The Counter-Reformation bred a host of new religious orders, but within a few decades the Jesuits rose above the others newly-formed religious orders in terms of size, global spread, and influence. My last post described how the Jesuits attracted talented priests and allocated them to the most promising opportunities, and the post before that introduced the remarkable success of the early Jesuits as depicted in John O’Malley‘s outstanding history The First Jesuits. O’Malley demonstrates that Ignatius of Loyola did not have a clear master plan to guide the Society of Jesus in its early years. Rather the early Jesuits explored multiple ministries, pulled back from those that didn’t work, ramped up those that did, built a cadre of priests who could be deployed against any opportunity that arose, all without losing sight of their overarching mission to save souls.

The Jesuit’s approach is best characterized as “strategic agility,” or an organization’s ability to seize opportunities to achieve long-term goals as they arise and build the resources–including people, cash, and brand–to exploit unforeseeable opportunities. Strategic agility combines clear long-term mission (saving souls for the Jesuits) with a recognition that the best opportunities cannot be planned in advance. Strategic agility describes how organizations including Chinese food leader Tingyi and the U.S. Marine Corps proceed into a foggy future. The early Jesuits illustrate key principles of strategic agility in action:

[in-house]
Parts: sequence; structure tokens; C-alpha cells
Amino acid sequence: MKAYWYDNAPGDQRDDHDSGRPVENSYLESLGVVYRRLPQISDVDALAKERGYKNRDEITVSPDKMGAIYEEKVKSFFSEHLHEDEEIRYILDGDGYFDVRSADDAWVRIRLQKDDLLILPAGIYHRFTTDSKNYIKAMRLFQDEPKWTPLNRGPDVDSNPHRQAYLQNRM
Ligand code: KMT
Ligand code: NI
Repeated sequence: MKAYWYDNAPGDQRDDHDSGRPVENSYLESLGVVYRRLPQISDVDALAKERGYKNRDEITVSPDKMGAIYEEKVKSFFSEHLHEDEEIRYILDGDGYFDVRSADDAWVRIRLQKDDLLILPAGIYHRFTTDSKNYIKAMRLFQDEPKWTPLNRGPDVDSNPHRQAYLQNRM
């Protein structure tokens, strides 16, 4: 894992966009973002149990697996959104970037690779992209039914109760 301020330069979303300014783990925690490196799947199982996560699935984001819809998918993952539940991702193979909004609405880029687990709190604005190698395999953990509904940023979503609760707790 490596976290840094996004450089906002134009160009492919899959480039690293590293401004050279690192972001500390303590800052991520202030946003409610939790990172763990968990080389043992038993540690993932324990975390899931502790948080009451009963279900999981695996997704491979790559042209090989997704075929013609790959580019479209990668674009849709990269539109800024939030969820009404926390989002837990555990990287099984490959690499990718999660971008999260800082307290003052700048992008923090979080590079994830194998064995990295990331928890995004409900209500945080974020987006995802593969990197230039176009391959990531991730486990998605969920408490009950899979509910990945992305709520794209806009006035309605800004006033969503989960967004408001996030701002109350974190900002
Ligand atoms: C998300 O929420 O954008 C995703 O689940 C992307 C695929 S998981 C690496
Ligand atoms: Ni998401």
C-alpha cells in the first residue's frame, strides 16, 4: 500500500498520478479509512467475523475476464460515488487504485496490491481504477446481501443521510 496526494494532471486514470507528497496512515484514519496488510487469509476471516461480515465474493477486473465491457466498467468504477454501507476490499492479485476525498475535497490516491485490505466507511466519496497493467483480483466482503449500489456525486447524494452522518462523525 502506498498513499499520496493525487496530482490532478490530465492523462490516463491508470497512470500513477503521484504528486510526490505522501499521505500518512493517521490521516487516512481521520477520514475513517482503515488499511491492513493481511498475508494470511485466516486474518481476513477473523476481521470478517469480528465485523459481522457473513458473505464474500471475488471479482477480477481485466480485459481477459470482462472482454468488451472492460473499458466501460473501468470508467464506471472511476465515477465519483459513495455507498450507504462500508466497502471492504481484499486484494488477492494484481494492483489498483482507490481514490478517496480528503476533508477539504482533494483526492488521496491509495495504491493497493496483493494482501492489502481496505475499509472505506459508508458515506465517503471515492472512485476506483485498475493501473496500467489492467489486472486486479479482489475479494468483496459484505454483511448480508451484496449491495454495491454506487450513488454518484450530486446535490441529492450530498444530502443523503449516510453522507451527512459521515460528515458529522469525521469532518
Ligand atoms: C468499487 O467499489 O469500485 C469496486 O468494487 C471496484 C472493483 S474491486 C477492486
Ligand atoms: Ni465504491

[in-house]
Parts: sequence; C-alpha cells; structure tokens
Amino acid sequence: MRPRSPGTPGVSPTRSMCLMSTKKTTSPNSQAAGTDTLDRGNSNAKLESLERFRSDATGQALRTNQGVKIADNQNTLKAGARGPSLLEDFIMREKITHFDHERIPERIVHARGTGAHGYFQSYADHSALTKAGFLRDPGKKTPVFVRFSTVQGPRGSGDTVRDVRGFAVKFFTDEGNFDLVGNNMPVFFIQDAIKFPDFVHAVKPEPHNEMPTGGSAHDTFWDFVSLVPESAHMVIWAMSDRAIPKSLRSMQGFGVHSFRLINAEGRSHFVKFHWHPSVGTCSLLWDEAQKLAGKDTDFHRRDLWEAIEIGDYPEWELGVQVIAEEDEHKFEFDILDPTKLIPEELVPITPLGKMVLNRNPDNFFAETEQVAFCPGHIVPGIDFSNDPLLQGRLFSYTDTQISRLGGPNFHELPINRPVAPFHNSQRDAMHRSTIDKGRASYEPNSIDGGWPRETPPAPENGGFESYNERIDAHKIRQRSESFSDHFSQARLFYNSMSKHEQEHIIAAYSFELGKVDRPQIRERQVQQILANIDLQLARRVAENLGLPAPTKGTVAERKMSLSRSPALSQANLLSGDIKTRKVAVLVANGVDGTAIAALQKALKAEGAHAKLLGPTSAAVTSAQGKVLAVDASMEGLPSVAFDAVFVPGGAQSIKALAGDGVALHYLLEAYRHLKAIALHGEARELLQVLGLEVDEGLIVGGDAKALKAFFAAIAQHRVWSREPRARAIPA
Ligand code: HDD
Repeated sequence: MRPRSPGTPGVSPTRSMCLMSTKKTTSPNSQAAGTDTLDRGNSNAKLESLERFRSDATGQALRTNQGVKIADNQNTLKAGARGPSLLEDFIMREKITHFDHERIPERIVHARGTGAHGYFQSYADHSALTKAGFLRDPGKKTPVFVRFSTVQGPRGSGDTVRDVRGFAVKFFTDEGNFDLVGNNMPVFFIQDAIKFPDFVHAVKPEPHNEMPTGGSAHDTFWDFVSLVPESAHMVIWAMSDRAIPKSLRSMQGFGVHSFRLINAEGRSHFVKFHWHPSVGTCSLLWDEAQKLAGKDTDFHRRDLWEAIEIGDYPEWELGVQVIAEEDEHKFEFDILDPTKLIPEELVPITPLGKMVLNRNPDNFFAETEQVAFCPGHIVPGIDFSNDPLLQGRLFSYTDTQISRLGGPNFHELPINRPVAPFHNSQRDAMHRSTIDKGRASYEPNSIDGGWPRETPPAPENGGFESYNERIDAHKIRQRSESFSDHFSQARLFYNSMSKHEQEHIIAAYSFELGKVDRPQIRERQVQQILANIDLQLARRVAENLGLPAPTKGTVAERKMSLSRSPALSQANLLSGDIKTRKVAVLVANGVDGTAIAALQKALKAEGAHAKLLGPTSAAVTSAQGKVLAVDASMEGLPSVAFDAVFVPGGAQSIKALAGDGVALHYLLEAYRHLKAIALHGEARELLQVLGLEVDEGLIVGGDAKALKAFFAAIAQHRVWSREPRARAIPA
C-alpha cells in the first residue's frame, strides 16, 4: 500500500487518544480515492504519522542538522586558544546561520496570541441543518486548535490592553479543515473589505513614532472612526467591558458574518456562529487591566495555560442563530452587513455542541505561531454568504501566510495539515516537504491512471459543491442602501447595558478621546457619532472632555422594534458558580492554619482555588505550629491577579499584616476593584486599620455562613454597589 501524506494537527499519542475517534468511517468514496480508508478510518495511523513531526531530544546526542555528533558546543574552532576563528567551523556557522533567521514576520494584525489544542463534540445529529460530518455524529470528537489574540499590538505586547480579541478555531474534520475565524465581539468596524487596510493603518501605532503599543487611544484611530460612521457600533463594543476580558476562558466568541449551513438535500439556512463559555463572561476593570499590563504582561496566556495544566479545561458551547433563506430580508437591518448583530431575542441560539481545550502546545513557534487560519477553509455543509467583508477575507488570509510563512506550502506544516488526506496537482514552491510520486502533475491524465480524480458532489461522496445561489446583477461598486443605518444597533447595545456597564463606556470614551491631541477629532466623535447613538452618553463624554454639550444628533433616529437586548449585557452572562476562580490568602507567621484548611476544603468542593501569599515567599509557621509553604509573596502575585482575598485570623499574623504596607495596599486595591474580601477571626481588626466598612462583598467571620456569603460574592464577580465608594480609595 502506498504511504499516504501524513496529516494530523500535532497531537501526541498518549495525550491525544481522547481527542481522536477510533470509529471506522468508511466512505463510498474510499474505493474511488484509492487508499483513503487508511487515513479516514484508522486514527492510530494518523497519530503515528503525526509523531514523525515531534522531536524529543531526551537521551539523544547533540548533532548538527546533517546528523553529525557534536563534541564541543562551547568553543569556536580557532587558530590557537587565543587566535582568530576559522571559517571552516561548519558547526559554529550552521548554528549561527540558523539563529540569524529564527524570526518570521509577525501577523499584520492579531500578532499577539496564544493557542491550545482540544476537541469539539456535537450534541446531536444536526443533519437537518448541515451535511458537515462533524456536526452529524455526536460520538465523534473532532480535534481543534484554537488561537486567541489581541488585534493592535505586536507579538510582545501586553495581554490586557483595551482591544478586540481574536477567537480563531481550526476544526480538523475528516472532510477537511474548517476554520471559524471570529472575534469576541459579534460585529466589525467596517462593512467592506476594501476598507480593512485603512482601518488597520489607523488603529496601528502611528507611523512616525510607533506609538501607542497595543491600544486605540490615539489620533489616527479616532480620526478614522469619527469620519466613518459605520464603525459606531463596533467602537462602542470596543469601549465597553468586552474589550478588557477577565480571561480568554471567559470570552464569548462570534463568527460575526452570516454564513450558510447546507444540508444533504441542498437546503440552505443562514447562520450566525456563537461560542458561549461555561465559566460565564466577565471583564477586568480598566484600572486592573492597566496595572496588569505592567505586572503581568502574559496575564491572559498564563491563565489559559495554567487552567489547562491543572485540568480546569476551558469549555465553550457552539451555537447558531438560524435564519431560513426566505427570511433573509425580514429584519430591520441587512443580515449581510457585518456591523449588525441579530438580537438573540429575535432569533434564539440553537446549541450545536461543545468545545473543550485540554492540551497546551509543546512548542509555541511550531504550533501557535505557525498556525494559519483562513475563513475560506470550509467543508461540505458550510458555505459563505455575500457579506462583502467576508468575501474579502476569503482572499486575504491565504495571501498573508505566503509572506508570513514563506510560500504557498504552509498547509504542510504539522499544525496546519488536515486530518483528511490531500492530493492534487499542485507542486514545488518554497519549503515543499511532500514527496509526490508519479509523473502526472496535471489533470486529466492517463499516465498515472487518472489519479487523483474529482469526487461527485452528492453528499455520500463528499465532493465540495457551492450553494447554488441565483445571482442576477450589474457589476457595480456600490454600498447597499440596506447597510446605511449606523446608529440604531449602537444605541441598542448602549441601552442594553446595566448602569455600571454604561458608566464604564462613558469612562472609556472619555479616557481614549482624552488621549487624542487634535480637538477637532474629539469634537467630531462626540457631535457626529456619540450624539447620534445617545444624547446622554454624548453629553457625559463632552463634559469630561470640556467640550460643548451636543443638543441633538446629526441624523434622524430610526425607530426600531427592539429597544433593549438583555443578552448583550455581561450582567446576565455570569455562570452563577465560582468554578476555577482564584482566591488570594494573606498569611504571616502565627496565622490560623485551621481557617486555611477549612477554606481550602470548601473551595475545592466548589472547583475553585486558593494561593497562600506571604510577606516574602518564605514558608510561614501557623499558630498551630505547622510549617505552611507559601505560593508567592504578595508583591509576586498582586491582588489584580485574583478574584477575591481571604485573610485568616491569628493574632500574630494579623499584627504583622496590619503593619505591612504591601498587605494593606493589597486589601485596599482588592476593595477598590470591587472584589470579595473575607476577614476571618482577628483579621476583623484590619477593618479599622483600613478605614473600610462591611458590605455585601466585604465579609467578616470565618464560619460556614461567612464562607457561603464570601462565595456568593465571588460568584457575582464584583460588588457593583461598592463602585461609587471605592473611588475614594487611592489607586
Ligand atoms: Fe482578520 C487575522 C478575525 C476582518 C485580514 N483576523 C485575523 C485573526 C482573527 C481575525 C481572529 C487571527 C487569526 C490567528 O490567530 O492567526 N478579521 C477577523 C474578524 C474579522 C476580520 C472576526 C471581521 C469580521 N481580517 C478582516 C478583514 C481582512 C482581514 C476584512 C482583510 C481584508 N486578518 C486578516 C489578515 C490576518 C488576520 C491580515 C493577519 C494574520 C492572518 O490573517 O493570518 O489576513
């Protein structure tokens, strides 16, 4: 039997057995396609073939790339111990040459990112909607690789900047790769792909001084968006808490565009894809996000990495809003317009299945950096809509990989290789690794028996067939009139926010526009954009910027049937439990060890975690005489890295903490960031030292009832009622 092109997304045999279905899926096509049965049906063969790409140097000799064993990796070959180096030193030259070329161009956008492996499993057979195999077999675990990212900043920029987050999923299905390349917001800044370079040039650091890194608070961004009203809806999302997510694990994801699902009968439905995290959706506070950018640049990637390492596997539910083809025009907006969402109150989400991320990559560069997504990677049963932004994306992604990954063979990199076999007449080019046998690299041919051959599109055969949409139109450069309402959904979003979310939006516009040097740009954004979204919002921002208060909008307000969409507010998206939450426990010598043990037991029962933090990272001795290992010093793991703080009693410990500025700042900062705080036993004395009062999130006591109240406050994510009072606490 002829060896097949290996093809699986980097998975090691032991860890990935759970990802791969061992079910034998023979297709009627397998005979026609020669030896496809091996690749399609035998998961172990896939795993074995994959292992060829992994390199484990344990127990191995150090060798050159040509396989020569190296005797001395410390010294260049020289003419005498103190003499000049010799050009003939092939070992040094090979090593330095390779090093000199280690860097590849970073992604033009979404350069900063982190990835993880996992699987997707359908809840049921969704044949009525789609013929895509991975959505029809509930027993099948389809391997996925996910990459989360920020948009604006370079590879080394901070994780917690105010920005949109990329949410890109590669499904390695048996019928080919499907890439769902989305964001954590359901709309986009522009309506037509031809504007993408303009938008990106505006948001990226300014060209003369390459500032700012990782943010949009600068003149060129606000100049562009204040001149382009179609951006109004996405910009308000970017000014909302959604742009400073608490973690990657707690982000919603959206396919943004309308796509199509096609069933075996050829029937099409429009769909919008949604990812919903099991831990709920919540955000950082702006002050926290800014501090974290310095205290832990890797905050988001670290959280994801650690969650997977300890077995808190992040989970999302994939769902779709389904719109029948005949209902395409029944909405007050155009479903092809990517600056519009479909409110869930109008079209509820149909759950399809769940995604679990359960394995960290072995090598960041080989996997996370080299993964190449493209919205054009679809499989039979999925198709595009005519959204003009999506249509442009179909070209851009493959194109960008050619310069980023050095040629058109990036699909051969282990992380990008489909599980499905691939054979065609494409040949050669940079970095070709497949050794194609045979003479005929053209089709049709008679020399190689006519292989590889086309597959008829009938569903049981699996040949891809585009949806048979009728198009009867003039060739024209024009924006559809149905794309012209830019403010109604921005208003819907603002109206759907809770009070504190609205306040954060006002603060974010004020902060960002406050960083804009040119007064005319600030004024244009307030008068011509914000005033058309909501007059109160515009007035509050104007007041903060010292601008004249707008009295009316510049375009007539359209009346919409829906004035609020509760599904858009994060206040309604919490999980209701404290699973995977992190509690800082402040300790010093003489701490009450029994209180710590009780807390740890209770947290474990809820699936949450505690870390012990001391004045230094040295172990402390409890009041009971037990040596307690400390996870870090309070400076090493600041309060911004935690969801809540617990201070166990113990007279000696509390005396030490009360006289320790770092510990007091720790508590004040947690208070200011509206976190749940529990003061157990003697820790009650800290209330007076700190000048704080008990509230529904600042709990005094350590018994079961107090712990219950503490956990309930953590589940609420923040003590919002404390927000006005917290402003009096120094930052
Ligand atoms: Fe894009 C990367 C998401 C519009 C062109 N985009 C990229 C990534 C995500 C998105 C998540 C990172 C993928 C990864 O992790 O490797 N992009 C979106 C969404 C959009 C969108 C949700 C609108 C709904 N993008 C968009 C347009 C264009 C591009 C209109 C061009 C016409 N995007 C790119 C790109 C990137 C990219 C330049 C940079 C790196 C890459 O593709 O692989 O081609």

• Plunge into the fray. In uncertain situations, plunging into the fray is a better way to spot opportunities than contemplating the situation from a far.  The early Jesuits emphasized “the world is our

The first Jesuits, as portrayed by Professor John W. O’Malley, S.J. in his book of the same name, excelled at seizing unexpected opportunities to fulfill their mission of saving souls. In its first two decades, the Society of Jesus spread throughout Europe, and expanded into Brazil, India, Ethiopia, and Japan, grew from nine founders to over three thousand members, and exerted influence disproportionate to its size by educating children of the ruling elites.